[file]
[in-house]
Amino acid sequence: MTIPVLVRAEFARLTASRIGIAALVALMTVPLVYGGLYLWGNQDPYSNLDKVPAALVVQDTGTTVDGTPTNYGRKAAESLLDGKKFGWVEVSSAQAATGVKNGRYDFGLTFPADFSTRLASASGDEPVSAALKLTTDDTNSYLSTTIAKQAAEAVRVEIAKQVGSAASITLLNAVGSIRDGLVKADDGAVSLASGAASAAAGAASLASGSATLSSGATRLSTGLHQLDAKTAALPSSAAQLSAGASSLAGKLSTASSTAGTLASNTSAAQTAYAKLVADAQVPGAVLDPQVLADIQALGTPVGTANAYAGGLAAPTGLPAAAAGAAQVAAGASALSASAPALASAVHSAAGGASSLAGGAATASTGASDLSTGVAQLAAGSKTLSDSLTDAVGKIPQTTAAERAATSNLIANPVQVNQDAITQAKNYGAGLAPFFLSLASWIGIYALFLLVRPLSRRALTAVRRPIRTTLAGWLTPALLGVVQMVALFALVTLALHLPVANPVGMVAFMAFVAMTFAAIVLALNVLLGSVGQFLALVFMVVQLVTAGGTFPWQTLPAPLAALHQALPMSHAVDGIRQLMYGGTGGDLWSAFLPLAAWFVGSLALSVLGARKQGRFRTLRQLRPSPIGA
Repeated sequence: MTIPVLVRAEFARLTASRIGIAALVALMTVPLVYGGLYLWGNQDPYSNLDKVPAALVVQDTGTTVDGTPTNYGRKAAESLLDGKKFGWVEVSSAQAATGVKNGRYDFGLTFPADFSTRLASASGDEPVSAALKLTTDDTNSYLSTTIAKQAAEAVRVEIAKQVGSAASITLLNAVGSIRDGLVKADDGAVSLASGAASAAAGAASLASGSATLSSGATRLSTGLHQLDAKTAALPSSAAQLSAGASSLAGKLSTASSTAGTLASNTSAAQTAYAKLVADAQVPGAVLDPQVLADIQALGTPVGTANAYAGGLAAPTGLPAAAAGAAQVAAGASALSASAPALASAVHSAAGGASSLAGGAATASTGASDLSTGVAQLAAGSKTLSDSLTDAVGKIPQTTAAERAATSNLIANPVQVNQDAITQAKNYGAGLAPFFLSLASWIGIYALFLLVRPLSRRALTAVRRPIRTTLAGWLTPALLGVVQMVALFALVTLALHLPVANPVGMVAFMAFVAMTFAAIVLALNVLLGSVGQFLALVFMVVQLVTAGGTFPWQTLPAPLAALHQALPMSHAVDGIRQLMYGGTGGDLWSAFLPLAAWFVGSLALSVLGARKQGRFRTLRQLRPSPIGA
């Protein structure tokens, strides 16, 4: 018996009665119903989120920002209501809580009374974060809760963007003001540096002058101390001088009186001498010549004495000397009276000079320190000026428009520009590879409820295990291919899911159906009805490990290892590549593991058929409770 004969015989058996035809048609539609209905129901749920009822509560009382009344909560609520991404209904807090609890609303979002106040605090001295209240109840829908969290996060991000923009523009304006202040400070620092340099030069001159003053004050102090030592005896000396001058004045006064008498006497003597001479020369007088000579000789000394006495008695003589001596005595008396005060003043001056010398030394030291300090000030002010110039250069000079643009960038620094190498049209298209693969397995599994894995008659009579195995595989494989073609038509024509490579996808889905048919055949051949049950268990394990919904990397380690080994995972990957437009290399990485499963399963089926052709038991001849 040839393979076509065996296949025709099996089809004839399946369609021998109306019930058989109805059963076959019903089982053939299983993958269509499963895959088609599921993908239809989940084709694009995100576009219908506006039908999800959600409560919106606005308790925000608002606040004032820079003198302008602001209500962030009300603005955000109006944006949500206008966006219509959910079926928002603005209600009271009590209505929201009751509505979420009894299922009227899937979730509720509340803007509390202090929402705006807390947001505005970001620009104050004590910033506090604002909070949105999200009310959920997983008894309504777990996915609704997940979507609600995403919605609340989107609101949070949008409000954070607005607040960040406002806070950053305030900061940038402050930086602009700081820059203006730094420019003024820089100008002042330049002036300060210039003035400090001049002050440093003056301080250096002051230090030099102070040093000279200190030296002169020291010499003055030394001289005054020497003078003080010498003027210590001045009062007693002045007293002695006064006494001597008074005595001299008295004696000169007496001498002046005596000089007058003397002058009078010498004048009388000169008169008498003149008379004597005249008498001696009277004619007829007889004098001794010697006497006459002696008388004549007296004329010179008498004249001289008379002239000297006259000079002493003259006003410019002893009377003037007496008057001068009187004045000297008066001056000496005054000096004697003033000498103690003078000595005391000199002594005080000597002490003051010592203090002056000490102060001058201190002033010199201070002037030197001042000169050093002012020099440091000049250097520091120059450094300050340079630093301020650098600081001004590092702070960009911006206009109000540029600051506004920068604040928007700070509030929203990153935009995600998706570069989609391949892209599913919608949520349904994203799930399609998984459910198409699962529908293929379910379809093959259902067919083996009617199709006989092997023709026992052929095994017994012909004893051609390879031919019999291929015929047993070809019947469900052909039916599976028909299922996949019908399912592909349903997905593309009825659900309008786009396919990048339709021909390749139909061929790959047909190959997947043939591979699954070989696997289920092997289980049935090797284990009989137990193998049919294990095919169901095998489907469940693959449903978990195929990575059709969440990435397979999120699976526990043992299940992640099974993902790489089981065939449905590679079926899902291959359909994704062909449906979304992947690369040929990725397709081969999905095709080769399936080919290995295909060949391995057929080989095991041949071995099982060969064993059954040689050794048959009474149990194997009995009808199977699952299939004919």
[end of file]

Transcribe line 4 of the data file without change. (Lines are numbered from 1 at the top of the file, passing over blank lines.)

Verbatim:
């Protein structure tokens, strides 16, 4: 018996009665119903989120920002209501809580009374974060809760963007003001540096002058101390001088009186001498010549004495000397009276000079320190000026428009520009590879409820295990291919899911159906009805490990290892590549593991058929409770 004969015989058996035809048609539609209905129901749920009822509560009382009344909560609520991404209904807090609890609303979002106040605090001295209240109840829908969290996060991000923009523009304006202040400070620092340099030069001159003053004050102090030592005896000396001058004045006064008498006497003597001479020369007088000579000789000394006495008695003589001596005595008396005060003043001056010398030394030291300090000030002010110039250069000079643009960038620094190498049209298209693969397995599994894995008659009579195995595989494989073609038509024509490579996808889905048919055949051949049950268990394990919904990397380690080994995972990957437009290399990485499963399963089926052709038991001849 040839393979076509065996296949025709099996089809004839399946369609021998109306019930058989109805059963076959019903089982053939299983993958269509499963895959088609599921993908239809989940084709694009995100576009219908506006039908999800959600409560919106606005308790925000608002606040004032820079003198302008602001209500962030009300603005955000109006944006949500206008966006219509959910079926928002603005209600009271009590209505929201009751509505979420009894299922009227899937979730509720509340803007509390202090929402705006807390947001505005970001620009104050004590910033506090604002909070949105999200009310959920997983008894309504777990996915609704997940979507609600995403919605609340989107609101949070949008409000954070607005607040960040406002806070950053305030900061940038402050930086602009700081820059203006730094420019003024820089100008002042330049002036300060210039003035400090001049002050440093003056301080250096002051230090030099102070040093000279200190030296002169020291010499003055030394001289005054020497003078003080010498003027210590001045009062007693002045007293002695006064006494001597008074005595001299008295004696000169007496001498002046005596000089007058003397002058009078010498004048009388000169008169008498003149008379004597005249008498001696009277004619007829007889004098001794010697006497006459002696008388004549007296004329010179008498004249001289008379002239000297006259000079002493003259006003410019002893009377003037007496008057001068009187004045000297008066001056000496005054000096004697003033000498103690003078000595005391000199002594005080000597002490003051010592203090002056000490102060001058201190002033010199201070002037030197001042000169050093002012020099440091000049250097520091120059450094300050340079630093301020650098600081001004590092702070960009911006206009109000540029600051506004920068604040928007700070509030929203990153935009995600998706570069989609391949892209599913919608949520349904994203799930399609998984459910198409699962529908293929379910379809093959259902067919083996009617199709006989092997023709026992052929095994017994012909004893051609390879031919019999291929015929047993070809019947469900052909039916599976028909299922996949019908399912592909349903997905593309009825659900309008786009396919990048339709021909390749139909061929790959047909190959997947043939591979699954070989696997289920092997289980049935090797284990009989137990193998049919294990095919169901095998489907469940693959449903978990195929990575059709969440990435397979999120699976526990043992299940992640099974993902790489089981065939449905590679079926899902291959359909994704062909449906979304992947690369040929990725397709081969999905095709080769399936080919290995295909060949391995057929080989095991041949071995099982060969064993059954040689050794048959009474149990194997009995009808199977699952299939004919």